This condition occurs when the muscle that moves the shoulder forward weakens and fails to hold the scapula, or shoulder blade, close against the back of the rib cage. This condition results in the scapula sticking outwards and upwards, particularly during physical activities such as pushing or lifting weights.
The main cause is weakness in the serratus anterior or subscapularis muscles of the shoulder. This weakness can occur from poor posture over time, irritation of the muscles from overuse, injury to the muscles from trauma or from damage or detorioration of nerves in the shoulder.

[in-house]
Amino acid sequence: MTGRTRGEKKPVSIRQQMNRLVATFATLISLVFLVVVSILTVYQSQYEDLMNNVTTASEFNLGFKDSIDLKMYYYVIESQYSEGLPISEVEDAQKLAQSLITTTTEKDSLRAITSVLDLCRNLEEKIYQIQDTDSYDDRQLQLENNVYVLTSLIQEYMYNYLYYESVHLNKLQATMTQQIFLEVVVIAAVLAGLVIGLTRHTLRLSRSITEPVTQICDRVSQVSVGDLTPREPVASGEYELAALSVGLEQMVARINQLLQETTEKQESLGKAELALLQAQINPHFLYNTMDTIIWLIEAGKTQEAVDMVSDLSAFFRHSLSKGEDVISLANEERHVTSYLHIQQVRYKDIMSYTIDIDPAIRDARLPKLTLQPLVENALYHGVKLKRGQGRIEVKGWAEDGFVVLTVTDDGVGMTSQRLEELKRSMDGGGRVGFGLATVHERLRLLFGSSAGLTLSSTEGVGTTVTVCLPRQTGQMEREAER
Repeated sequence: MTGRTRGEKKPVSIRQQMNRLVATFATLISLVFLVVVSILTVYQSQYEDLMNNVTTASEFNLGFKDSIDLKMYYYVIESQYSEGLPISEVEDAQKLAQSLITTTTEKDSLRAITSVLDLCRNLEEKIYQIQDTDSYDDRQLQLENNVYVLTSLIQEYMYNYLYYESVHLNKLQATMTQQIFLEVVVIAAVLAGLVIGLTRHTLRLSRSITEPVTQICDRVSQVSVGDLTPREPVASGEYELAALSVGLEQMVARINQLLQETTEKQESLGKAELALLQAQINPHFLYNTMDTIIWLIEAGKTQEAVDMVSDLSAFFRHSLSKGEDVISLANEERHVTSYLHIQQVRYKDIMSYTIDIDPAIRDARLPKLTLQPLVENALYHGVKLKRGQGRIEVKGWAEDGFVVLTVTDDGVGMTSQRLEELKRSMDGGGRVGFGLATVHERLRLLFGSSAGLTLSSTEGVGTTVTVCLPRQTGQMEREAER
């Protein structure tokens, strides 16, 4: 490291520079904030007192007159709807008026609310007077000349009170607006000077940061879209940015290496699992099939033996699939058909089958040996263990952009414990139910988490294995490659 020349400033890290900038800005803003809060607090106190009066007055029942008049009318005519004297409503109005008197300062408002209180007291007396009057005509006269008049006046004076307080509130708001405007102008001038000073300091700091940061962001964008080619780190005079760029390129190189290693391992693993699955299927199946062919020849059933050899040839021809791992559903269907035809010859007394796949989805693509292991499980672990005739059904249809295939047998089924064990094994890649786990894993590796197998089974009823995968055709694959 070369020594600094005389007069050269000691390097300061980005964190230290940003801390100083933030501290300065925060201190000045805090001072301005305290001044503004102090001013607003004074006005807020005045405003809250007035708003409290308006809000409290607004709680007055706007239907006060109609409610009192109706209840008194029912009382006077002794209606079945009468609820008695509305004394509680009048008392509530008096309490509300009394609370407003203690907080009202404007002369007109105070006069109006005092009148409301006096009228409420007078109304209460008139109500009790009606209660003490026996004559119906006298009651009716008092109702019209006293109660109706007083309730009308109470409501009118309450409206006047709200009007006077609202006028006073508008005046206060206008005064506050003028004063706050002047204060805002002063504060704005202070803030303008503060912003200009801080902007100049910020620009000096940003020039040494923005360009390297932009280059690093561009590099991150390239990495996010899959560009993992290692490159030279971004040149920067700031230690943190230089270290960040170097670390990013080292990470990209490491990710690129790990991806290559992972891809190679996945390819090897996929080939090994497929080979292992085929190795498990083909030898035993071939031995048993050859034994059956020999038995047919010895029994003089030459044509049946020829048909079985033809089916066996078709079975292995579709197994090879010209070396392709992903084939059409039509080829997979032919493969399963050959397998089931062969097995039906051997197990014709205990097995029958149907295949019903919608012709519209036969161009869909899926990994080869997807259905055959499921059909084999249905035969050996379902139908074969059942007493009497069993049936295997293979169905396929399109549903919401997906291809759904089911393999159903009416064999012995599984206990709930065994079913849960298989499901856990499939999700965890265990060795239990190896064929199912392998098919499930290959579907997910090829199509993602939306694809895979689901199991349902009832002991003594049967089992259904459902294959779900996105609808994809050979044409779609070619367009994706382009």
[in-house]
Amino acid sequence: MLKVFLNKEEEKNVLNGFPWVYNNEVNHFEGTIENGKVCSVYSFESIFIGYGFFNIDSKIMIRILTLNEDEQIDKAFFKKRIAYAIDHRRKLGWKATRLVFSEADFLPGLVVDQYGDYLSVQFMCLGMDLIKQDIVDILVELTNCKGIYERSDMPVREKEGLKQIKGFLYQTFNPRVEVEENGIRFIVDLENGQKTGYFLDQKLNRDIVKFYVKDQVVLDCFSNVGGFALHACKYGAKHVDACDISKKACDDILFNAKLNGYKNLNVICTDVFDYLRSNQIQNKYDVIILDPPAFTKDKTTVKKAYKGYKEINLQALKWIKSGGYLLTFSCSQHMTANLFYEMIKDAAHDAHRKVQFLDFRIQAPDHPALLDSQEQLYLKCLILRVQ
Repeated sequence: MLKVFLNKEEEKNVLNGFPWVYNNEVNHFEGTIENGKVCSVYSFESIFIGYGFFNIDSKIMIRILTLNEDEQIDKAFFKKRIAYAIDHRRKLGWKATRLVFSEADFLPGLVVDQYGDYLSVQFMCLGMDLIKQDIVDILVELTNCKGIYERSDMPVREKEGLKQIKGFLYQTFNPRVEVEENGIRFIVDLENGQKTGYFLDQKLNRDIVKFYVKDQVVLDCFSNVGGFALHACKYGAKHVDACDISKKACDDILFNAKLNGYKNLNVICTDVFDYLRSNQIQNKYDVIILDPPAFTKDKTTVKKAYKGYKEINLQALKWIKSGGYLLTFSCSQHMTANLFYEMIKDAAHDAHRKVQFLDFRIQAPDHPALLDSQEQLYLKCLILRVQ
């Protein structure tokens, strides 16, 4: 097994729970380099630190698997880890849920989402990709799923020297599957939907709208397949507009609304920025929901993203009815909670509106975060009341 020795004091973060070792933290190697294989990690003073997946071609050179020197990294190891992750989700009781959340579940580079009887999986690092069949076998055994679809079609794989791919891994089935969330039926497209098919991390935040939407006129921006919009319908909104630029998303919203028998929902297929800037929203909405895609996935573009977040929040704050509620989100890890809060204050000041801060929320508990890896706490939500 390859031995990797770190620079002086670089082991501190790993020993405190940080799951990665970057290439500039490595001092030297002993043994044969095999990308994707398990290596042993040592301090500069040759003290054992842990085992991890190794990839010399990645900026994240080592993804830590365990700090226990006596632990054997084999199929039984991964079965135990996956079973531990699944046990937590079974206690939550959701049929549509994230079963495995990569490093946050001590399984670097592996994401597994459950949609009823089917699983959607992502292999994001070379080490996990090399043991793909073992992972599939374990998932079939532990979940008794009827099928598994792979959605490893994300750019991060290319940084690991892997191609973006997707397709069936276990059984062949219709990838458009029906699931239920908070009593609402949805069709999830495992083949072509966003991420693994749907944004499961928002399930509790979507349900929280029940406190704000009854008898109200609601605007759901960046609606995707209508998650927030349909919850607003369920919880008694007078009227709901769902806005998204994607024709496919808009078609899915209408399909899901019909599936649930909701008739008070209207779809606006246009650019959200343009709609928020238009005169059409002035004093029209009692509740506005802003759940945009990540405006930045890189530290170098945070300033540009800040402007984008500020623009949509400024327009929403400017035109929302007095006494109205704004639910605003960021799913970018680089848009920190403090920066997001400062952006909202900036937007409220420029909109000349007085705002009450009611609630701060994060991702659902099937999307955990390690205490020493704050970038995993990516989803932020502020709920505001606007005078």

The most common symptom is the physical "winging" of the scapula, where it sticks outward and upward during movement. Other symptoms can include pain, limited mobility of the shoulder, weakness in the arm or shoulder, and pressure or discomfort when sitting in a backed chair.
The most common treatment for this condition is physical therapy and exercises designed to strengthen the serratus anterior muscle. Severe cases may require surgery.
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